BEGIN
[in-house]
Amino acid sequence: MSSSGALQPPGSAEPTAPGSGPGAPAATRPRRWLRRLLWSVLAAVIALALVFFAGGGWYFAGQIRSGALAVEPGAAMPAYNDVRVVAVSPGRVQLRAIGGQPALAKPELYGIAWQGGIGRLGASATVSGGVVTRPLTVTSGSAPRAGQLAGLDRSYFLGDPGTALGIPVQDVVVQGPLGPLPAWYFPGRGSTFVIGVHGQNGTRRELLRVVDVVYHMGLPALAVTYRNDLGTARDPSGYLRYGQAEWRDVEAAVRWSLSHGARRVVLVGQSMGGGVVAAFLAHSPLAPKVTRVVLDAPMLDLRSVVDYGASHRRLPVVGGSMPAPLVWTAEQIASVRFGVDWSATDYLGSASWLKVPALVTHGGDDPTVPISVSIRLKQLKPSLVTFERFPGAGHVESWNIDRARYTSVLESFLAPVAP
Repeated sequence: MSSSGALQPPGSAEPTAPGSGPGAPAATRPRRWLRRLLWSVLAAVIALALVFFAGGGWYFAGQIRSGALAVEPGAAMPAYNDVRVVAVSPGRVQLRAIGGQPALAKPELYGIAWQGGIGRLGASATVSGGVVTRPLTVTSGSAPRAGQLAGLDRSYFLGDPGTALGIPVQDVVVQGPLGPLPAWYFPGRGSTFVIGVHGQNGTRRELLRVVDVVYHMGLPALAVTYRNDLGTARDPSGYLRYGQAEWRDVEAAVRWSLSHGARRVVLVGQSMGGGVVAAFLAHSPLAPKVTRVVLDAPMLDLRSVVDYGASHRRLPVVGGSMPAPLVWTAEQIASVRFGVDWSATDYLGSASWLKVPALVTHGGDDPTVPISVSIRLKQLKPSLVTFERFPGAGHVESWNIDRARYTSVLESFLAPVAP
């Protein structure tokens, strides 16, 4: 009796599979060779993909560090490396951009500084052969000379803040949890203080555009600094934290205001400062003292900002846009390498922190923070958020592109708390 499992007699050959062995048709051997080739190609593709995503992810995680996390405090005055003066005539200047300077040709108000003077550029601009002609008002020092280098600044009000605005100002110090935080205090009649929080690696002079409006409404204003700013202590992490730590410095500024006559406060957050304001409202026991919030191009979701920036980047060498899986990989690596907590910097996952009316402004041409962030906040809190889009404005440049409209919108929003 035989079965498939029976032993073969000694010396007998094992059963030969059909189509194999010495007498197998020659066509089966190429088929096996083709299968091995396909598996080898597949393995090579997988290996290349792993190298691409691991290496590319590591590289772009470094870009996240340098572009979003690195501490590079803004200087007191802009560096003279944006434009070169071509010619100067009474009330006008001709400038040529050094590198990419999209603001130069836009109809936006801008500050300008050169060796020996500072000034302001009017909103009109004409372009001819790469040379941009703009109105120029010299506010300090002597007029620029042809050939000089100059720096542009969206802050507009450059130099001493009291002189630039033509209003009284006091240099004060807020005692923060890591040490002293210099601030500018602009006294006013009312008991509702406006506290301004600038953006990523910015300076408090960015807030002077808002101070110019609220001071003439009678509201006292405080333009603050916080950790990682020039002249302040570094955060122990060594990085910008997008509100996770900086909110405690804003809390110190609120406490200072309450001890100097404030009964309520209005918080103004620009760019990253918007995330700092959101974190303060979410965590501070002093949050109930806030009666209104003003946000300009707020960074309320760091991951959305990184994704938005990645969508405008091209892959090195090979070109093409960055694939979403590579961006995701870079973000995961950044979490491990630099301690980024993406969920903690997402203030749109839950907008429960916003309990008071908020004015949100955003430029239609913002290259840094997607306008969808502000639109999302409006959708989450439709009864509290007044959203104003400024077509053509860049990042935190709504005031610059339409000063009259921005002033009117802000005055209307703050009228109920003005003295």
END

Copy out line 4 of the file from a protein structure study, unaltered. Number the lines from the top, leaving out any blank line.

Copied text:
């Protein structure tokens, strides 16, 4: 009796599979060779993909560090490396951009500084052969000379803040949890203080555009600094934290205001400062003292900002846009390498922190923070958020592109708390 499992007699050959062995048709051997080739190609593709995503992810995680996390405090005055003066005539200047300077040709108000003077550029601009002609008002020092280098600044009000605005100002110090935080205090009649929080690696002079409006409404204003700013202590992490730590410095500024006559406060957050304001409202026991919030191009979701920036980047060498899986990989690596907590910097996952009316402004041409962030906040809190889009404005440049409209919108929003 035989079965498939029976032993073969000694010396007998094992059963030969059909189509194999010495007498197998020659066509089966190429088929096996083709299968091995396909598996080898597949393995090579997988290996290349792993190298691409691991290496590319590591590289772009470094870009996240340098572009979003690195501490590079803004200087007191802009560096003279944006434009070169071509010619100067009474009330006008001709400038040529050094590198990419999209603001130069836009109809936006801008500050300008050169060796020996500072000034302001009017909103009109004409372009001819790469040379941009703009109105120029010299506010300090002597007029620029042809050939000089100059720096542009969206802050507009450059130099001493009291002189630039033509209003009284006091240099004060807020005692923060890591040490002293210099601030500018602009006294006013009312008991509702406006506290301004600038953006990523910015300076408090960015807030002077808002101070110019609220001071003439009678509201006292405080333009603050916080950790990682020039002249302040570094955060122990060594990085910008997008509100996770900086909110405690804003809390110190609120406490200072309450001890100097404030009964309520209005918080103004620009760019990253918007995330700092959101974190303060979410965590501070002093949050109930806030009666209104003003946000300009707020960074309320760091991951959305990184994704938005990645969508405008091209892959090195090979070109093409960055694939979403590579961006995701870079973000995961950044979490491990630099301690980024993406969920903690997402203030749109839950907008429960916003309990008071908020004015949100955003430029239609913002290259840094997607306008969808502000639109999302409006959708989450439709009864509290007044959203104003400024077509053509860049990042935190709504005031610059339409000063009259921005002033009117802000005055209307703050009228109920003005003295």